Robert v Leicesterhsire CC 1961.

Rectification is about the recording of the agreement not the agreement itself. It is about a slip of the pen. The deal is for US dollars but someone accidentally wrote Canadian dollars etc…

This is an equitable device.

Rectification must be claimed within a reasonable period of time.

A high degree of proof is needed for a court to rectify a contract. George Wimpey UK Ltd v VI Components Ltd 2005.

Chartbrook v permissom Homes Ltd 2009 – House of Lords held that if the parties had a common intention than effect may be given to this in order to bring in a rectification. It must be demonstarted that the partie were of one mind as to their agreement but that it was misrecorded.

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SPECIFIC PERFORMANCE.

This is a discretionary form of equitable relief. This responds to the individual case. Denny v Hancock 1870.

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RESCISSION.

This is the third from of equitable relief. It is very confused. In this context rescission is by court order and not at the election of one of the parties.

This form of relief is not available when one party made a mistake as to the commerical consequences of a contract.

The court can rearrange matters to put the parties where they wanted to be. This is an equitable device. It is different from the legal doctrine of mistake.

lord Denning in Solle V Butcher said that the equitable doctrine of mistake was flexible.

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The Great Peace.

A ship called The Cape Providence was sticken. The ship’s owner contracted with the owners of another vessel – the Great Peace – to come to the rescue of the Cape Providence. The owner of the Cape Providence believed the ships were only 35 miles away and told this to the Great Peace. The Great Peace believed this.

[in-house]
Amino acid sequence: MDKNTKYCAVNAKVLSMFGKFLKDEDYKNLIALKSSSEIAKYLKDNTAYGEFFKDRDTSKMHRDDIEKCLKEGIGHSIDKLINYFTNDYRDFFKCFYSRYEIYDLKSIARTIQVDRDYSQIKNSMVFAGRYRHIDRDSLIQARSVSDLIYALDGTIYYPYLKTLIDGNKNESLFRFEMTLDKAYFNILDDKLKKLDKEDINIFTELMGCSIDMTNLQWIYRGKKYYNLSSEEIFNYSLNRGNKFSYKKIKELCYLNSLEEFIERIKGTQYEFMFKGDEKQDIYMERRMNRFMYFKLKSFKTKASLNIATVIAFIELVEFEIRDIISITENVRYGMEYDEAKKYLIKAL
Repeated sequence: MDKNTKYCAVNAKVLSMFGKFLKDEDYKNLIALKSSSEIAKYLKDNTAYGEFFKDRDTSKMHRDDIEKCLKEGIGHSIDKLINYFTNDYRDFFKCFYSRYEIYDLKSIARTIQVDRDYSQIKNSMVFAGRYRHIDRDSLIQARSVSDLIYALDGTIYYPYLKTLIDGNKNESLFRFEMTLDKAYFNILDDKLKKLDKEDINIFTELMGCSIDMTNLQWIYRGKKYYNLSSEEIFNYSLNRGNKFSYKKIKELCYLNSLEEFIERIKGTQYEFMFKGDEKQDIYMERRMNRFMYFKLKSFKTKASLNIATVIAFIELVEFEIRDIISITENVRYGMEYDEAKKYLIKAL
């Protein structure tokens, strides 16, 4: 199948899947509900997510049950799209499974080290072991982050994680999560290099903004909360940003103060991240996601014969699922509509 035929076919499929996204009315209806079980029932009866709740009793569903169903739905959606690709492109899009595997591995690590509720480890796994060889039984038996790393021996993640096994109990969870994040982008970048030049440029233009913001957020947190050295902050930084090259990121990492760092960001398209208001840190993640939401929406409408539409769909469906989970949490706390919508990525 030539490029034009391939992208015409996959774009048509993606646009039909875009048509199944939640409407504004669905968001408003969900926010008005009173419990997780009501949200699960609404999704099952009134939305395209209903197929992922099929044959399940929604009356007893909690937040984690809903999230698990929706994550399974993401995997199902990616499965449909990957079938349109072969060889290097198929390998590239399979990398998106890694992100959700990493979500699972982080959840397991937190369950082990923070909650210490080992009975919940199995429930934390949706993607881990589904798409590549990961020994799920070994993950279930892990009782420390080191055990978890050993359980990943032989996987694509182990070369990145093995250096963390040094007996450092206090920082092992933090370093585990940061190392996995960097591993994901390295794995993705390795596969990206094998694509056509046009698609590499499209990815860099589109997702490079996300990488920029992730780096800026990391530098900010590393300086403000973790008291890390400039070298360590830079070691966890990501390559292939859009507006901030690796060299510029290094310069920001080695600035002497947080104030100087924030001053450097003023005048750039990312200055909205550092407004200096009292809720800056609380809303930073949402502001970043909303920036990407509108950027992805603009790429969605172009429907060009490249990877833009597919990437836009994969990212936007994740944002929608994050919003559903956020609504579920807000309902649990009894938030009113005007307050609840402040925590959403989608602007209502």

Then the Cape Providence owner found out the ships were 400 mils apart. He hired another much nearer ship to rescue the Cape Providence. He refused to pay the Great Peace. He tried to say the contract was void for bilateral mistake.

The court found that the contract was valid and the Great Peace got paid by Cape Providence.

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Lord Phillips MR said that Solle v Butcher and Bell v Lever Brothers are impossible to reconcile.

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Equitable relief is barred sometimes by the rights of a new innocent buyer. The impossibility of restitutio in integrum and lapse of time.

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laches

 

Mandela – prepare for his passing.

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He is 95 years old. This man cannot have long to go. The old boy was born in 1918 in case your arithmetic is not up to it. Strange to think that he was born when the Great War was on. He is rather unwell. It is surprising that no biopic has come out about him. There was Invictus and that rugby film but these do not tell his whole life story. 

The film they make of his life will surely be a hagiography. This should not be so. To be sure he was a man of exceptional physical courage. Apartheid was an unfair system, it inflicted many indignities on black people, it was anti-capitalist, it abridge personal liberty in an unwarrantable fashion and it made communism more popular. This is not to say that everything the ANC did was good or even excusable. He was a good president in terms of achieving rapprochement. In other regards he was cataclysmic. The murder rate went sky high on his watch – one of the highest in the world. He said barely a word against tyrants like Mugabe. The AIDS crisis took a deadly grip on South Africa. He is a flawed hero.

Cartoon becomes reality.

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I know a chap who looks like a 19th century racist cartoon stereotype of his racial group. The thing is that he racial group is precisely my racial group. Not just white, not just north-west European, not just British but precisely Irish. He has that devilish grin about him but he does not look dim as some English Victorian cartoonists drew us. 

I am not self-loathing. I shout it from the rooftops. I am Irish. I am a proud Irishman. I am not just proud because I am Irish – some nationalities do not have a great deal to be proud about. The fact is that we are, in many categories, world-beaters. 

We used to be slammed as potato faces. I have to acknowledge that in a few cases Irishmen look like that. Take Bertie Ahern. He did not have our legendary gift on the gab. I on the other hand have snogged the Blarney Stone.